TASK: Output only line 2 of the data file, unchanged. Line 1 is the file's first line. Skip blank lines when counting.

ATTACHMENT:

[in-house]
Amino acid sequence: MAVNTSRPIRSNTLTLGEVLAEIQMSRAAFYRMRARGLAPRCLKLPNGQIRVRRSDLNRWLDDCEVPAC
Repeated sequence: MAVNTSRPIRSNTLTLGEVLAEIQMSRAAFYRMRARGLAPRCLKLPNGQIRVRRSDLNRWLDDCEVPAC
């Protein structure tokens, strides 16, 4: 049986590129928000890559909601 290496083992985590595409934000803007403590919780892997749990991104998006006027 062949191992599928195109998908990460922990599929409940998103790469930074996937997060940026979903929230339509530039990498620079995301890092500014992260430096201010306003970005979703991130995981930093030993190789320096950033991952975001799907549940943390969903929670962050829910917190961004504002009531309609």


Amino acid sequence: MAVNTSRPIRSNTLTLGEVLAEIQMSRAAFYRMRARGLAPRCLKLPNGQIRVRRSDLNRWLDDCEVPAC